Are Klipsch or Usher and Upgrade for Me?


I've been rolling with a 15 year-old HT speaker system consisting of Infinity speakers: CC-3 center, Overture 2 L/R, and RS-3 bookshelves for surrounds. At the moment I'm using an ACI Titan II sub in the HT setup, but it may move to the two-channel system.

I've been considering upgrading. I happen to live near a Crutchfield store (for now) and heard both the Klipsch Reference II series and the new Reference Premier series as well as a PSB setup.

I've also heard great things over the years about Usher Audio's speakers, but it looks like their floorstanders are more than what I'm willing to pay for my HT right now, and the bookshelves might not be up to performing L/R duty in a HT. The Be-616 DMD looks intriguing, though.

I am a tad concerned that the Klipsch will not be a huge upgrade over my Infinity system. The Klipsch setup I'm looking at would be the RC-64 II, RF-7, and whatever the matching bookshelves are.

Any thoughts on whether the Klipsch will be a substantial upgrade over what I have now, and how it would compare to an Usher setup at the same price point? What alternatives should I consider for crystal clear dialog, good off-axis response, neutral and accurate tonality, and capable of easily handling the dynamic range necessary for HT duty?

It has been quite a while since I last posted; I hope you are all doing well and enjoying the hobby!

Best,
HC
aggielaw
Everything is going to be setup/system dependent. Off axis response? - good luck with that, as the horn speakers are going to be beamy throughout the midrange/treble. If you want good side to side dispresion, you need apply elsewhere.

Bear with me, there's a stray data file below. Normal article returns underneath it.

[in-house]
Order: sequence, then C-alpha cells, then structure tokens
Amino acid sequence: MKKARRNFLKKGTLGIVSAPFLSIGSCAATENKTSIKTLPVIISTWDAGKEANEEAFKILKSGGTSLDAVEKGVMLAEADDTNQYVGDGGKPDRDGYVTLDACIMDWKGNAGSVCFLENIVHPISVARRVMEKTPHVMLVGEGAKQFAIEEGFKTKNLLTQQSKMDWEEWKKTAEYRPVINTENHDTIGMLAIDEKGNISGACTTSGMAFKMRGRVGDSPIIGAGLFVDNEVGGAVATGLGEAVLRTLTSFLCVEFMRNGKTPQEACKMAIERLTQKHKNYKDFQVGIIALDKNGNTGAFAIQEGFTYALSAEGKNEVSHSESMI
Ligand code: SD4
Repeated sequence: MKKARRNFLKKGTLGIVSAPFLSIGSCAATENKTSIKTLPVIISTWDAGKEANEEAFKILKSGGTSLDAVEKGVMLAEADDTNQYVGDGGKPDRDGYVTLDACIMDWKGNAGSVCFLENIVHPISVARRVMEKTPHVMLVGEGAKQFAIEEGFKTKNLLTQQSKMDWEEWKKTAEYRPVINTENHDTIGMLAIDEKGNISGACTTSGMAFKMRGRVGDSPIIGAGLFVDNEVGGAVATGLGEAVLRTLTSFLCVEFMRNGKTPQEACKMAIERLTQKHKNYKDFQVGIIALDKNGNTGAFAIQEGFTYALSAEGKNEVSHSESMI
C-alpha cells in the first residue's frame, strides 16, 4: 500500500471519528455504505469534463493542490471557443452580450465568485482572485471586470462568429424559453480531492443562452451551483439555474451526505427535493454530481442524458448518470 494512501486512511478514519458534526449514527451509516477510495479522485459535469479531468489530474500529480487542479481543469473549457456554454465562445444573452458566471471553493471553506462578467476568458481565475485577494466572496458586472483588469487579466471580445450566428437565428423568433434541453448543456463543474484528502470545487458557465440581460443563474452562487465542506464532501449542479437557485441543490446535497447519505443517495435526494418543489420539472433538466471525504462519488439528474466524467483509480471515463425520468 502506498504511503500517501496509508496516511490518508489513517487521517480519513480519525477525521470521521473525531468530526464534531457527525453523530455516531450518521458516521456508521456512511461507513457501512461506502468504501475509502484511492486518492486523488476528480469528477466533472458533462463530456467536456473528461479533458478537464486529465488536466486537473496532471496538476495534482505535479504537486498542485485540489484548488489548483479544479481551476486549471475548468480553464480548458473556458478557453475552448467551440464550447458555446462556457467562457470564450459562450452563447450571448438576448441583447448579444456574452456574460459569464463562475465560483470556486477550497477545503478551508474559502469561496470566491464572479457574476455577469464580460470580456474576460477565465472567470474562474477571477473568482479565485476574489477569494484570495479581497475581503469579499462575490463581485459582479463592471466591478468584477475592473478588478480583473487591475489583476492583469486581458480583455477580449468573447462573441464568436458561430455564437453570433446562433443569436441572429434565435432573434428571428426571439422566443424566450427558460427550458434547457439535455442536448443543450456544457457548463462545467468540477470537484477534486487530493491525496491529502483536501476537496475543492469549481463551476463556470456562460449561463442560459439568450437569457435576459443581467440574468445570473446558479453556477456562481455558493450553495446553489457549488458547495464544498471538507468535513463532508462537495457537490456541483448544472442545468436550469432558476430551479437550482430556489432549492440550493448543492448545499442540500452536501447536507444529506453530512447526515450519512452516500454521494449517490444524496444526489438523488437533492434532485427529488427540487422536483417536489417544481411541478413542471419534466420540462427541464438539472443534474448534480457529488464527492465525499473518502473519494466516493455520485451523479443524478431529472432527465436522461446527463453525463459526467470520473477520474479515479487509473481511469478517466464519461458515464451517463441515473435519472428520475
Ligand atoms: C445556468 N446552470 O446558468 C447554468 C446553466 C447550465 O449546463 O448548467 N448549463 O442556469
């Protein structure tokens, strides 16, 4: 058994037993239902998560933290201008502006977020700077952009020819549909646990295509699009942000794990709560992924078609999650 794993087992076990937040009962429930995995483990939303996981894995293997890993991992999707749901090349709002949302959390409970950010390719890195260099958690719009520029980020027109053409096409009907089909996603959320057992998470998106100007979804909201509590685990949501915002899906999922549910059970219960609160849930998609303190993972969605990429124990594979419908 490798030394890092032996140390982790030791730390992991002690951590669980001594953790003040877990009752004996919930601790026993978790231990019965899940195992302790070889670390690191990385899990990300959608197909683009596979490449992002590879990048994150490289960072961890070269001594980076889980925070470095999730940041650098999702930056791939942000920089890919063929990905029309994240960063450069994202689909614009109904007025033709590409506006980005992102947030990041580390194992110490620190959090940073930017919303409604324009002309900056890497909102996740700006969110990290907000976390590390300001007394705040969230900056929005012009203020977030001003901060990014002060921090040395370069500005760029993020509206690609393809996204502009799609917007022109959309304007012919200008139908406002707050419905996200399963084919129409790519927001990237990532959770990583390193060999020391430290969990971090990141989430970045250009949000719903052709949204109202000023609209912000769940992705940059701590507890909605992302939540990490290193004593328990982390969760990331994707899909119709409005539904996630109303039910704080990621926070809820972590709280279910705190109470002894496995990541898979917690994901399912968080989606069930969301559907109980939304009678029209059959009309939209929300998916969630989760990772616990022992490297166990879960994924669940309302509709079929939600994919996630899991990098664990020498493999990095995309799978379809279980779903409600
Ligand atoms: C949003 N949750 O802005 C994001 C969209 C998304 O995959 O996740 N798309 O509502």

That said, the Klipsh's work very well for many HT applications, but you must sit within their "dispersion window", is key.(which is workable for several seats, suprisingly) Aiming them properly is also part of the deal, and the Klipshies do their best in aiding in acoustics, by reducing reflections horizontally and vertically -thus allowing more direct sound to be heard vs reflected (later of which smears imaging, and fuzzies up the joint! -not good). This is a big PLUS with rooms, like most, that have minimal acoustical treatments spread around, or less than ideal setups.
K horns are also nice and dynamic and punchy, have high dynamic efficiency, require little power to make em sound stout, have very good detail in mid/treble, and are highly intelligible for dialog. I like them for HT setups in most rooms on a budget, as they just fit in and work so well in so many aspects critical to HT applications! ...yep, I do.
Another key - you NEED to run most of these speakers crossed over at 80hz to a powered sub, for maximum dynamic range and efficiency! Yes, you can get away with full range, for modest listening in most setups..just not balls to the wall, properly done ones, IME (ask THX Lucas ..Stick with active subs for demanding lower register)
I also find the best sound for music/HT duties with em is with a tube amplifier somewhere in the chain, however...smooths out the treble, which is invariably a bit bright and forward on these horns, however. Of course, a good EQ can balance with the right gear, too. This works fine for HT, yes. (last word here, is I never liked any of the Klipsh's sold through Best Buy over last 10 years!)
As for your other speakers you considered?...never heard em.